Zhysick SS.org Regular

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    Wound .20 to .26 should work OK depending on how tight you like it. I would try .26 first, wound strings feel looser (at least for me...). If I remember correctly wound strings are more flexible so it might be because of that...
     
  8. cwhitey2

    cwhitey2 BlackendCrust Metalâ„¢

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    As stated, deff get a wound string! I HATE plain G strings, always sounds like lifeless shit.
     
  9. bloodjunkie

    bloodjunkie SS.org Regular

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    Okay thanks everyone, I'll try the wound third for sure, I thought it would be the exact opposite result with the plain one(as in NOT lifeless sounding) but I was definitely wrong about that.
    The nut slot was indeed filed out(for the person that asked).
     
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  10. jonsick

    jonsick SS.org Regular

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    You need to really find out where it's binding. Can you verify that it's definitely binding on the nut? That is can you hear any pinging on the nut? A quick check, detune the string a good amount, about 2 tones. Pluck and wind the tuner back up. If it's binding, you'll hear a good amount of pinging on the nut.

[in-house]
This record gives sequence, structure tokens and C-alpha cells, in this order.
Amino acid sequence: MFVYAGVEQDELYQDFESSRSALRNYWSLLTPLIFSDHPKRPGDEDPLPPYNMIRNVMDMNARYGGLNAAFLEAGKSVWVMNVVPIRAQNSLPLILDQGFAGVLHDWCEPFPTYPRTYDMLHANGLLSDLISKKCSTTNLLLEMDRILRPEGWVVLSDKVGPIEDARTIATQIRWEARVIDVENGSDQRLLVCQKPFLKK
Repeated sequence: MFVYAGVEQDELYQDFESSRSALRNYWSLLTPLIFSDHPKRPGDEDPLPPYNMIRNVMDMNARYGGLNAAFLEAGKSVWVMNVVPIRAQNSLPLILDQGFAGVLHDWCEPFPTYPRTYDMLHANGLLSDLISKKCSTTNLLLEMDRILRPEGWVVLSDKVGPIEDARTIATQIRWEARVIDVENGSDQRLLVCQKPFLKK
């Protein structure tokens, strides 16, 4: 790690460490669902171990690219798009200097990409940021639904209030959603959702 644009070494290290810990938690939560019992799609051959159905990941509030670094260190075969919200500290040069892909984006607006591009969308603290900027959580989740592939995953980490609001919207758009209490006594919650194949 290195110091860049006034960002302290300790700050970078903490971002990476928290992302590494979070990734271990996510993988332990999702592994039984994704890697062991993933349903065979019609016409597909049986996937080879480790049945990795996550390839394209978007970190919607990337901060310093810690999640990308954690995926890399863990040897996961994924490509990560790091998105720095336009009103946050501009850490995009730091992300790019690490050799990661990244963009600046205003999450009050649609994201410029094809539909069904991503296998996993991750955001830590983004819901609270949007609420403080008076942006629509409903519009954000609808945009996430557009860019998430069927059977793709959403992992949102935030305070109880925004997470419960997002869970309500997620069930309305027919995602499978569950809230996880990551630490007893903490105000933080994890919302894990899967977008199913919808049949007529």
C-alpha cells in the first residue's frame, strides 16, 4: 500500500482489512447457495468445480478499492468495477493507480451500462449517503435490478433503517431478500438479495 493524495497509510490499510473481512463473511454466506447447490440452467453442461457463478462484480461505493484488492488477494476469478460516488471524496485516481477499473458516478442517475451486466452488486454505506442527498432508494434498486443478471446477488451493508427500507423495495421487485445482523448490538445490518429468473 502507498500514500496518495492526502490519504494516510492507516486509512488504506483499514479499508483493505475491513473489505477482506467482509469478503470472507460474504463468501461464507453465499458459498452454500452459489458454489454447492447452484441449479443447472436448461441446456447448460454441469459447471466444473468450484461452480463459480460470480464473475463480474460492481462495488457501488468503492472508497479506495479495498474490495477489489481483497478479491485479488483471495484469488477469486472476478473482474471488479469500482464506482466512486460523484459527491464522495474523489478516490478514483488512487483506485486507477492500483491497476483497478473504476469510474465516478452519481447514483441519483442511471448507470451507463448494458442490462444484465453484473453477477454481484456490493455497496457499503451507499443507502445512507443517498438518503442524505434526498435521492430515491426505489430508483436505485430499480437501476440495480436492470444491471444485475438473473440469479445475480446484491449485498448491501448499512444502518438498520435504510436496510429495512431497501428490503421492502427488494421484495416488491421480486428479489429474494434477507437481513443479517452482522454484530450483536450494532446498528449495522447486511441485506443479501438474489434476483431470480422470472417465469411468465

A simple trick is to get a B (preferable) or HB pencil, slip the string and apply the pencil lead to the nut slot. That should lubricate it a little. Alternatively, go back to your tech to explain the problem.

    As for the dead spots, did you get a fret level done at the same time?

    Ultimately, 24 3/4" scale length is not what I would use for C tuning. I guess it depends on what style you're going for, but personally I would pick something 25.5" scale. 12-54 I would also call a little too heavy but again it depends what you're going for.
     
  11. ixlramp

    ixlramp SS.org Regular

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    Yes, a .020 is very stiff as it is a solid rod of metal of significant diameter, you can feel how stiff it is in your hands when off the guitar. The stiffness causes a more inharmonic tone, a darker tone, less sustain, worse intonation.

    Large gauge plains are also much more pitch-sensitive to tuning adjustments, so tuning stability is reduced. You might notice the pitch changes much more for a certain amount of tuner key rotation.
    The stiffness means it is more important to 'set the witness points' at tuner post, nut and saddle. If you do not the string will go around these in curves instead of kinks, causing even more tuning instability.
    These might be the cause of the tuning problems.

    Large gauge plains are a nightmare. I dislike and try to avoid plains over .016.

    A wound of equal gauge has less tension because it has more 'air' in the now non-solid structure, reducing its mass, and tension is determined by mass. The tension-equivalent wound is approx .002 thicker, so try a .022 first.